GIG – Benjamin Francis Leftwich at The Wedgewood Rooms -Wednesday 15th March 2017

benjamin-francis-leftwichBenjamin Francis Leftwich (born 4 September 1989) is an English singer-songwriter from York. Leftwich released his first album ‘Last Smoke Before the Snowstorm in 2011 which peaked at #35 on the UK charts. In February 2016 he announced his next album ‘After the Rain’ on his Facebook page, set to release on 19 August 2016.

Leftwich began playing at the age of ten and grew up listening to The Rolling Stones and Nina Simone; later discovering Nick Drake, Bob Dylan, and Elliott Smith. He cites Arcade Fire, Ryan Adams, and Bruce Springsteen as inspirations

Leftwich’s debut album, the Ian Grimble-produced Last Smoke Before The Snowstorm, was released in July 2011. The Fly called it “a majestic debut” The Skinny, while the Sunday Express called it “lovely”. Hazel Sheffield, writing in The Guardian, gave it a 3/5 rating, as did David Pollock, writing for The Scotsman, who drew comparisons to Damien Rice and José González. 

Leftwich’s “Shine” was named Spotify’s most addictive track of 2014, the most repeat-played song of the year. In 2015, Benjamin Francis Leftwich co-wrote “Grow” with British artist Frances which featured in the Amazon UK TV advert.

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GIG – Benjamin Francis Leftwich at The Talking Heads – Sun 23rd Oct 2011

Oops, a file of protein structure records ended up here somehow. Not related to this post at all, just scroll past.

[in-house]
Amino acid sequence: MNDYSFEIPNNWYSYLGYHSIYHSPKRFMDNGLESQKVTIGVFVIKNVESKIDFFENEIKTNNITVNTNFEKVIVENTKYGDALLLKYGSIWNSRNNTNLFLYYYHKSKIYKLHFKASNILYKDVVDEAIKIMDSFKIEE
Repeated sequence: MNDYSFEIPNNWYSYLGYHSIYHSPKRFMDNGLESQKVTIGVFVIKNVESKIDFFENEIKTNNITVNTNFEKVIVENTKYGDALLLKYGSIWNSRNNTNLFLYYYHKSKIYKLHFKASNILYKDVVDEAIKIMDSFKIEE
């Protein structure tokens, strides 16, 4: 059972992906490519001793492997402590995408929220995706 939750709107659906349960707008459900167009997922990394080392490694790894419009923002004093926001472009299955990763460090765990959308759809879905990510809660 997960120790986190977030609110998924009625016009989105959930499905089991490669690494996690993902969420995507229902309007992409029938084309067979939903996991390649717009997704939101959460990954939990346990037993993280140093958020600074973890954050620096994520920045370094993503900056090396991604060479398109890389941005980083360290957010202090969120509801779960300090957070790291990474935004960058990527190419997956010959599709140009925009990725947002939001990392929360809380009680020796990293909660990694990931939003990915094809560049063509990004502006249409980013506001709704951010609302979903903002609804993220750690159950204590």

Benjamin Francis Leftwich (Born 4 September 1989) is an English singer-songwriter from York.

Leftwich began playing at the age of ten and grew up listening to The Rolling Stones and Nina Simone; later discovering Nick Drake, Bob Dylan, and Elliott Smith.

He cites Arcade Fire, Ryan Adams, and Bruce Springsteen as inspirations.

His debut album, the Ian Grimble-produced Last Smoke Before The Snowstorm, was released in July 2011. The Fly called it “a majestic debut Whilst The Sunday Times cited Leftwich as “a serious new talent”. The Skinny described it as “occasionally a bit O.C. soundtrack…[but] enjoyable throughout”,while the Sunday Express called it “lovely” but “increasingly repetitive over the course of 10 tracks”. Hazel Sheffield, writing in The Guardian, gave it a 3/5 rating, as did David Pollock, writing for The Scotsman, who drew comparisons to Damien Rice and José González, but also stated “sadly there are also heavy hints of Chris Martin at his most mawkish”.

From Wikipedia, the free encyclopedia